Karens, Selfies, and Pop Stars
A critical examination of authenticity as a strategy of whiteness in popular media
In Authenticating Whiteness: Karens, Selfies, and Pop Stars, Rachel E. Dubrofsky explores the idea that popular media implicitly portrays whiteness as credible, trustworthy, familiar, and honest, and that this portrayal is normalized and ubiquitous. Whether on television, film, social media, or in the news, white people are constructed as believable and unrehearsed, from the way they talk to how they look and act.
Dubrofsky argues that this way of making white people appear authentic is a strategy of whiteness, requiring attentiveness to the context of white supremacy in which the presentations unfold. The volume details how ideas about what is natural, good, and wholesome are reified in media, showing how these values are implicitly racialized. Additionally, the project details how white women are presented as particularly authentic when they seem to lose agency by expressing affect through emotional and bodily displays.
The chapters examine a range of popular media—newspaper articles about Donald J. Trump, a selfie taken at Auschwitz, music videos by Miley Cyrus, the television series UnREAL, the infamous video of Amy Cooper calling the police on an innocent Black man, and the documentary Miss Americana—pinpointing patterns that cut across media to explore the implications for the larger culture in which they exist. At its heart, the book asks: Who gets to be authentic? And what are the implications?
"Authenticating Whiteness offers a new lens through which to understand representations of everyday whiteness. It powerfully discusses how whiteness often constructs itself as ‘authentic’ and how authenticity functions as a strategy of whiteness. Focusing on media and celebrity culture, including representations of white femininity, this book has a lot to offer to scholars of race, whiteness, and media. This is a highly valuable contribution to the literature on media representations of whiteness and particularly white femininity."- Raka Shome, author of Diana and Beyond: White Femininity, National Identity, and Contemporary Media Culture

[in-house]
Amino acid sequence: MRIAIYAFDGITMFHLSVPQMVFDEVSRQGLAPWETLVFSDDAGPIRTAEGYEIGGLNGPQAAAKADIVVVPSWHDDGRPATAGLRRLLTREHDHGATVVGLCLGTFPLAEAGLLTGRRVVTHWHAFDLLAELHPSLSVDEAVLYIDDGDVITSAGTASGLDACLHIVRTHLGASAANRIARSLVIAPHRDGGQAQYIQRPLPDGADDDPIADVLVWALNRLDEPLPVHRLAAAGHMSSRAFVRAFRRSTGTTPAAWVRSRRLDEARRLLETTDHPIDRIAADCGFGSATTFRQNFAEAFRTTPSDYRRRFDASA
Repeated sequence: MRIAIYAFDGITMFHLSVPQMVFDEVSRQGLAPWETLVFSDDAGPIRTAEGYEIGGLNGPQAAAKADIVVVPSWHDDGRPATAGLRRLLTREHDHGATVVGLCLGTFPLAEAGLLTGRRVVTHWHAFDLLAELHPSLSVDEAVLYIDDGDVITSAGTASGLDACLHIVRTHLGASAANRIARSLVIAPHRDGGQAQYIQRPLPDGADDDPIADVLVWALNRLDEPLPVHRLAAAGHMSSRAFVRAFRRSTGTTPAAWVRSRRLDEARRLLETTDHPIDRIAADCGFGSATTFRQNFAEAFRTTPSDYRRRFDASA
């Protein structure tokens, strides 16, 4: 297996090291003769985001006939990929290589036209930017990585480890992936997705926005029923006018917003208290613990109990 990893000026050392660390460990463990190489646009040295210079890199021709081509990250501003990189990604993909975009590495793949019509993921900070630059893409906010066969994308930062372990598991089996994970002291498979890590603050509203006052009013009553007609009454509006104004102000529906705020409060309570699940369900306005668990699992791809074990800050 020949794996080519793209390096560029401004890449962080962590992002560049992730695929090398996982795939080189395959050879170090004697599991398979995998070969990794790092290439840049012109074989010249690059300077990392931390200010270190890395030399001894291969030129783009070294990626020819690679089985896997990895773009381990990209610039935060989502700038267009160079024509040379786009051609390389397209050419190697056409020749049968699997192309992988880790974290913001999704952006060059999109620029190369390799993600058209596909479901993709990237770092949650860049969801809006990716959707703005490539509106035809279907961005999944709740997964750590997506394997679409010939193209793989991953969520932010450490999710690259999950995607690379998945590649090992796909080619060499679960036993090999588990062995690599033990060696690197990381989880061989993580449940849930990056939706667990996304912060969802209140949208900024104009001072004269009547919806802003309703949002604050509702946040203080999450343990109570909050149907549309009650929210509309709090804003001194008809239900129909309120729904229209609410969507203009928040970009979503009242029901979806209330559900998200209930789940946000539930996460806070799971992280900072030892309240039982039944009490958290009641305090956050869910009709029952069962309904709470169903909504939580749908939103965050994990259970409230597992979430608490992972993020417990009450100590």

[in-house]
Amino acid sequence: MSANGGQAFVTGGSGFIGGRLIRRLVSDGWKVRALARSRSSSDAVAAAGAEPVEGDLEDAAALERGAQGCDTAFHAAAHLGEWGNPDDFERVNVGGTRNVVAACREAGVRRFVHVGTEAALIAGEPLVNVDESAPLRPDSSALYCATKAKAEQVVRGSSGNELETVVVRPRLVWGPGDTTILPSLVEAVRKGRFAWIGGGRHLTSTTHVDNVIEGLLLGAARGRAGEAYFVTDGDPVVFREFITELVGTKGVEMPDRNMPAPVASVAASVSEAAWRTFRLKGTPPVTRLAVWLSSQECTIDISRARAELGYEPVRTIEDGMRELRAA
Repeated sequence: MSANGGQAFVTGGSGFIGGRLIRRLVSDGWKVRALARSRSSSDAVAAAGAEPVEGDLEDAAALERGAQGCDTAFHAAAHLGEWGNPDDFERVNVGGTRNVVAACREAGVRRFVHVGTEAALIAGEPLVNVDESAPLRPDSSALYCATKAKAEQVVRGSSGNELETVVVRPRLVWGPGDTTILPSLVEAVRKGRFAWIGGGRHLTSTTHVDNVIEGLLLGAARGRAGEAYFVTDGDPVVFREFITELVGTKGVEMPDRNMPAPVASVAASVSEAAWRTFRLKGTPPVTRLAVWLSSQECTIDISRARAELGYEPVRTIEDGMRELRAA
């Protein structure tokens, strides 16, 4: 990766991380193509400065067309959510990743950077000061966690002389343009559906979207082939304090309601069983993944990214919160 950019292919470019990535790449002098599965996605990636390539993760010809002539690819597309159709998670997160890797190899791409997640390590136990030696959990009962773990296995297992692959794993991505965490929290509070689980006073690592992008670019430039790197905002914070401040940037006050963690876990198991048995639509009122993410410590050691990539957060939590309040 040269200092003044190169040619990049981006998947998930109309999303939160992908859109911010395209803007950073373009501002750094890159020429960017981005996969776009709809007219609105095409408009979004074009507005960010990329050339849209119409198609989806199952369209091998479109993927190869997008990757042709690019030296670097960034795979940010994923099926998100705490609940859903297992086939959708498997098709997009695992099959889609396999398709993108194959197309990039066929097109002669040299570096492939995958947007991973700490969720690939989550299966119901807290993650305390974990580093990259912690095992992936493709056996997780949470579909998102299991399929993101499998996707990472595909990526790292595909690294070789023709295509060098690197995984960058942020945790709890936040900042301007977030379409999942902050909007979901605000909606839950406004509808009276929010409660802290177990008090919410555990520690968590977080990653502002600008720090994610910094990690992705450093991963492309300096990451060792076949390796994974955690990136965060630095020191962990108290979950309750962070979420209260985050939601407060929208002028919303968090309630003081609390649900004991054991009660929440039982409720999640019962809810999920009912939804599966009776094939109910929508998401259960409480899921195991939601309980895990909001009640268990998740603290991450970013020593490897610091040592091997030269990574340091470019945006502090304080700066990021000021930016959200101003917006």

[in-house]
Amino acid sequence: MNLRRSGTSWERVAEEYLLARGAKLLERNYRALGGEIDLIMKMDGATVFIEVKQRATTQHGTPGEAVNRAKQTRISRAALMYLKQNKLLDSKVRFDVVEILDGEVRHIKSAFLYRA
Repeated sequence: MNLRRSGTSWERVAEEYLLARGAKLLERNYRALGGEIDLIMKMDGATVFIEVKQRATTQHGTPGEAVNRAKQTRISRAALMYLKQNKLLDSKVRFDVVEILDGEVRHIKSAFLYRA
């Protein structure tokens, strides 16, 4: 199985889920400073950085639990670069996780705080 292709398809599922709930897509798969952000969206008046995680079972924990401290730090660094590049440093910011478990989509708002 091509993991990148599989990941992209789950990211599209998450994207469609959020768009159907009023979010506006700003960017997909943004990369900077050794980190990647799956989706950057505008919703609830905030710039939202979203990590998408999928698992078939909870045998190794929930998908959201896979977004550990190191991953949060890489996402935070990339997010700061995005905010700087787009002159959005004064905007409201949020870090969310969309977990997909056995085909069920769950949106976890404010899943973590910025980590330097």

"In this book, Rachel Dubrofsky takes an innovative and expansive approach to the relationship between authenticity and whiteness. She positions her compelling argument that authenticity works as a strategy of whiteness within a range of media and popular culture, from Taylor Swift to Miley Cyrus, from reality television to Twitter, from Karen to Trump. Her detailed and careful analyses on the varied alliances of whiteness with authenticity makes a substantial contribution to conversations on the roles of media and popular culture, affect, and surveillance in understanding the powerful relationship between authenticity and whiteness."- Sarah Banet-Weiser, author of Authentic™: The Politics of Ambivalence in a Brand Culture
"Authenticating Whiteness is an important exploration of the fragile nature of whiteness in its contemporary sociopolitical habitat. In examining how whiteness is unapologetically shape-shifting, self-protective, and often insecure, Rachel Dubrofsky issues a compelling challenge we won’t soon forget in this masterful critical-theoretic volume."- Ronald L. Jackson II, author of Scripting the Black Masculine Body: Identity, Discourse, and Racial Politics in Popular Media
"This book unearths how authenticity emerges as a powerful social force through various mediated discourses . . . . Authenticating Whiteness is a must read for scholars and students in media studies, communication, and critical cultural studies. Highly recommended."- W. Alvarez, CHOICE
"[A]ntiracist work requires White people to let go of authenticity, become uncomfortable and uneasy, and embrace the messiness of identity within antiracist spaces. . . . These conversations are not straightforward, and as Dubrofsky aptly articulates, often result in Whiteness taking up space that decenters Black activism, experience, and autonomy. So while antiracism is a slippery concept for White people, Dubrofsky restates how necessary it is to confront the incomplete tensions between comfort and freedom of Whiteness in given spaces if we are to do this work meaningfully."- Sim Gill, International Journal of Communication
"The topics are attention-getting. . . . [This] book would be a good addition to libraries with collections related to communication studies, media studies, and race relations."- Allison Faix, The Southeastern Librarian